1. Adhering to professional ethics – When using professional sources in your writing, cite sources you have used or ideas you have adapted when completing assignments. Use of copyrighted materials must adhere to legal and ethical guidelines.

 

  1. Speech Screening – If you have not been screened and released by WCOE’s Language Specialist, you will not be allowed to student teach. If you have not previously been screened, please contact Cheryl Gilley, 397-4983, to set up an appointment. Screening is not conducted during the summer months.

Note: You may not submit a paper for a grade in this class that already has been (or will be) submitted for a grade in another course, unless you obtain the explicit written permission of me and the other instructor involved in advance.

Plagiarism Policy

Plagiarism is the use of someone else's thoughts, words, ideas, or lines of argument in your own work without appropriate documentation (a parenthetical citation at the end and a listing in "Works Cited")-whether you use that material in a quote, paraphrase, or summary. It is a theft of intellectual property and will not be tolerated, whether intentional or not.

Student Honor Creed

As an MSU Student, I pledge not to lie, cheat, steal, or help anyone else do so."

As students at MSU, we recognize that any great society must be composed of empowered, responsible citizens. We also recognize universities play an important role in helping mold these responsible citizens. We believe students themselves play an important part in developing responsible citizenship by maintaining a community where integrity and honorable character are the norm, not the exception.

Thus, We, the Students of Midwestern State University, resolve to uphold the honor of the University by affirming our commitment to complete academic honesty. We resolve not only to be honest but also to hold our peers accountable for complete honesty in all university matters.

We consider it dishonest to ask for, give, or receive help in examinations or quizzes, to use any unauthorized material in examinations, or to present, as one's own, work or ideas which are not entirely one's own. We recognize that any instructor has the right to expect that all student work is honest, original work. We accept and acknowledge that responsibility for lying, cheating, stealing, plagiarism, and other forms of academic dishonesty fundamentally rests within each individual student.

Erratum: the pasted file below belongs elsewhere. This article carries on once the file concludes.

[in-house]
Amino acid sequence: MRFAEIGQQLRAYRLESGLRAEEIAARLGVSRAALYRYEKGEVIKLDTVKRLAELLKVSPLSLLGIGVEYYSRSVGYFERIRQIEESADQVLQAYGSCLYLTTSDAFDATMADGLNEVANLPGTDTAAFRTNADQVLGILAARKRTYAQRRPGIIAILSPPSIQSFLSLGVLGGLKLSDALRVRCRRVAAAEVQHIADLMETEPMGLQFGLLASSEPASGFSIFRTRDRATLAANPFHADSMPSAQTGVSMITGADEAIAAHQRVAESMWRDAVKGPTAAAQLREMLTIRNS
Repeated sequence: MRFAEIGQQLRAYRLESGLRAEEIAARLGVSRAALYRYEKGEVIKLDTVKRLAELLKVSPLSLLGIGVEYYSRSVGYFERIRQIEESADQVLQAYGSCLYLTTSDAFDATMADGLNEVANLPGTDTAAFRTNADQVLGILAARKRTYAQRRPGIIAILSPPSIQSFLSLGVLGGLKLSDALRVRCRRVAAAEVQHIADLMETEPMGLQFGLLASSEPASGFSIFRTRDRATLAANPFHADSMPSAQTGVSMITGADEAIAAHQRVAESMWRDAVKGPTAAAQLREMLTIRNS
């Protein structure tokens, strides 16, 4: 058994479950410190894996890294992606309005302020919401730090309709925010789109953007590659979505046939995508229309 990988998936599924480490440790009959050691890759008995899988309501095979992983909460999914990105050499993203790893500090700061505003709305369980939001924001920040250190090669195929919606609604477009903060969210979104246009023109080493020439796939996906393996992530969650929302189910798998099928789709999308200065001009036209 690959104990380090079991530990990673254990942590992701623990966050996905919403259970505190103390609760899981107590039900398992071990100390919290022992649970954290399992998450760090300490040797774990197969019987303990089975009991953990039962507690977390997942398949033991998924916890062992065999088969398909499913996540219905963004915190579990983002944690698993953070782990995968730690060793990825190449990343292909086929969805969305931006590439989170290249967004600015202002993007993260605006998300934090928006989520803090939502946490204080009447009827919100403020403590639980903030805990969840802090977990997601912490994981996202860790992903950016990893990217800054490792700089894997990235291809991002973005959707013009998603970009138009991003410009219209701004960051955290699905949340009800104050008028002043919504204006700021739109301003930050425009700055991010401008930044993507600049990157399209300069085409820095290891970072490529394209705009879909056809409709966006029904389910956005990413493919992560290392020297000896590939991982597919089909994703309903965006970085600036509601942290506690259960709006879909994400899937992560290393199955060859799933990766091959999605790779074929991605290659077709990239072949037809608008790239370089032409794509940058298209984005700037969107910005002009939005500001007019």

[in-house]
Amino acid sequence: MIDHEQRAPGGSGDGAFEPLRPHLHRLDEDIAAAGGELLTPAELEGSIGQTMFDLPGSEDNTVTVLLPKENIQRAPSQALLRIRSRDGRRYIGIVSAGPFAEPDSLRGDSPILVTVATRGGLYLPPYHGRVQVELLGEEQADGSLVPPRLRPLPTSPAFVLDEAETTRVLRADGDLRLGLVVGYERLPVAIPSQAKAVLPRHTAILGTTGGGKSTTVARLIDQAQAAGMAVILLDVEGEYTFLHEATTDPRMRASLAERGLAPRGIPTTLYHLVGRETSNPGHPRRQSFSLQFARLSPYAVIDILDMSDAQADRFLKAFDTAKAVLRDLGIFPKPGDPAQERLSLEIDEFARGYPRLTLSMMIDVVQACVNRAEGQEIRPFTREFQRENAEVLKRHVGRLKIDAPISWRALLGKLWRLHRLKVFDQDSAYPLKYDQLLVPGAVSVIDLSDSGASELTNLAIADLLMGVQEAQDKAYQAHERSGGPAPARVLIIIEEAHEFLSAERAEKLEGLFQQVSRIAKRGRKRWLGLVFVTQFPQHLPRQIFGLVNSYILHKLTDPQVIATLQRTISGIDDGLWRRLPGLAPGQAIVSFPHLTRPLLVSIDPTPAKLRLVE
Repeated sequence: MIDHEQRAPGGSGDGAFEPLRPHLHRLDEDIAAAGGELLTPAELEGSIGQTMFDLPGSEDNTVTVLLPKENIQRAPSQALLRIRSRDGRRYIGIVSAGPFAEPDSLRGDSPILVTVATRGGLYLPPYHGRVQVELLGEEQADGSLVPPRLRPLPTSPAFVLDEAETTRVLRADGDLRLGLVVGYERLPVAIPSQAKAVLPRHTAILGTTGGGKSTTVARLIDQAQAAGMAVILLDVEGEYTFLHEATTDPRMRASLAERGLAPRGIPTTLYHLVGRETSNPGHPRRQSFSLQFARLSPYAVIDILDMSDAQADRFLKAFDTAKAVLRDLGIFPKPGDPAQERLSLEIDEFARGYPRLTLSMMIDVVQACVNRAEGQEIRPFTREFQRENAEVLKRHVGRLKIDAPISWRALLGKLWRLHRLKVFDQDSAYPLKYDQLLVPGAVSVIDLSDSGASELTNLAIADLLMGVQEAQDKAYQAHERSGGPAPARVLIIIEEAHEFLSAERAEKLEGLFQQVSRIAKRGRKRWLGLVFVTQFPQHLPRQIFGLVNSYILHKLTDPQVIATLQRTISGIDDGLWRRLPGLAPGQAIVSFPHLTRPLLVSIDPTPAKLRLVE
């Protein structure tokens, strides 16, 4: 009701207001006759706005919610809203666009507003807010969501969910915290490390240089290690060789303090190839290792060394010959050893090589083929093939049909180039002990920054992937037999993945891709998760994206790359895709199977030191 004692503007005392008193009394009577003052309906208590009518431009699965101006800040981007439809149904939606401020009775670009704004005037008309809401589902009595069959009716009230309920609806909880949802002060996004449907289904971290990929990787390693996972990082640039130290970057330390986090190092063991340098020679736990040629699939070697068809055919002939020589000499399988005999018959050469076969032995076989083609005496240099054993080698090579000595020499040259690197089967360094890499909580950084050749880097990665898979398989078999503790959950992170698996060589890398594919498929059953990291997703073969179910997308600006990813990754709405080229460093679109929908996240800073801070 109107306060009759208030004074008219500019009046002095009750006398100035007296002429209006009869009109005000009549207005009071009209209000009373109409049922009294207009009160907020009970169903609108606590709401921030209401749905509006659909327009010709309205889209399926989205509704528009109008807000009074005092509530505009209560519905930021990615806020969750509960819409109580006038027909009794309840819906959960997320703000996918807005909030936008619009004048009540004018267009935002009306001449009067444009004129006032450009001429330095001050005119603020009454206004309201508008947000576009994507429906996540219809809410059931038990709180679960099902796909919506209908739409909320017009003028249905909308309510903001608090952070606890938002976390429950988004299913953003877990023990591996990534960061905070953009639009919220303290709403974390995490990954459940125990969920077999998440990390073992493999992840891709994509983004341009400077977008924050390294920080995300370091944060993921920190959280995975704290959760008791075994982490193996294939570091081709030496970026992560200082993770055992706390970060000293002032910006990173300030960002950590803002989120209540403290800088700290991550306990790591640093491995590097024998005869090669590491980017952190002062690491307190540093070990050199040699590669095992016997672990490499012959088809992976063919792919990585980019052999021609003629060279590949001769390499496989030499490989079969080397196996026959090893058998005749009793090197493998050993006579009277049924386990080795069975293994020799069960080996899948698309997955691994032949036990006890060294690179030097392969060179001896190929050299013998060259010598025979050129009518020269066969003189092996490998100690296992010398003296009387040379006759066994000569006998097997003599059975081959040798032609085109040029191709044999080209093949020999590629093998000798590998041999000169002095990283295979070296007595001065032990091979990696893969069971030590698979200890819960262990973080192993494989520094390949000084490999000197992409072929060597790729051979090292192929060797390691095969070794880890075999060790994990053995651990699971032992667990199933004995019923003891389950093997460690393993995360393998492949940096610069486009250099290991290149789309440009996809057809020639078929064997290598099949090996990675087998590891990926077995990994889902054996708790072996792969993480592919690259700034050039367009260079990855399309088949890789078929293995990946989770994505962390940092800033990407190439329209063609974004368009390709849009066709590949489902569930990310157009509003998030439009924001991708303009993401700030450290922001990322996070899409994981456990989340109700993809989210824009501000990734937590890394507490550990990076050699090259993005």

We expect of ourselves academic integrity, personal professionalism, and ethical character. We appreciate steps taken by University officials to protect the honor of the University against any who would disgrace the MSU student body by violating the spirit of this creed.

Written and adopted by the 2002-2003 MSU Student Senate.

Students with Disabilities

The Americans with Disabilities Act (ADA) is a federal anti-discrimination statute that provides comprehensive civil rights protection for persons with disabilities. Among other things, this legislation requires that all students with disabilities be guaranteed a learning environment that provides for reasonable accommodation of their disabilities. If you believe you have a disability requiring an accommodation, please contact the Disability Support Services in Room 168 of the Clark Student Center, (940) 397-4140.

Safe Zones Statement

The professor considers this classroom to be a place where you will be treated with respect as a human being - regardless of gender, race, ethnicity, national origin, religious affiliation, sexual orientation, political beliefs, age, or ability. Additionally, diversity of thought is appreciated and encouraged, provided you can agree to disagree. It is the professor's expectation that ALL students consider the classroom a safe environment.

Contacting your Instructor

All instructors in the Department have voicemail in their offices and MWSU e-mail addresses. Make sure you add your instructor's phone number and e-mail address to both email and cell phone lists of contacts.

Attendance Requirements

Absence Policy - Professional teachers are dependable, reliable, and responsible. Therefore, candidates are expected to be on time and in attendance at every class, and to stay for the entire class. Tardiness, leaving early, and excessive absences (3) are considered evidence of lack of dependability, and are taken seriously. Candidates will receive a grade of F on the third absence. If a candidate is taking ‘blocked’ courses that are taught at a Professional Development School, requiring field experience, the candidate will be dropped with an F from those classes as well.

Writing Proficiency Requirement

All students seeking a Bachelor's degree from Midwestern State University must satisfy a writing proficiency requirement once they've 1) passed the 6 hours of Communication Core and and 2) earned 60 hours. You may meet this requirement by passing either the Writing Proficiency Exam or English 2113. Please keep in mind that, once you've earned over 90 hours, you lose the opportunity to take the $25 exam and have no option but to enroll in the three-credit hour course. If you have any questions about the exam, visit the Writing Proficiency Office website at https://mwsu.edu/academics/wpr, or call 397-4131.

Campus Carry

Senate Bill 11 passed by the 84th Texas Legislature allows licensed handgun holders to carry concealed handguns on campus, effective August 1, 2016. Areas excluded from concealed carry are appropriately marked, in accordance with state law. For more information regarding campus carry, please refer to the University’s webpage at https://mwsu.edu/campus-carry/rules-policies.

If you have questions or concerns, please contact MSU Chief of Police Patrick Coggins at patrick.coggins@mwsu.edu.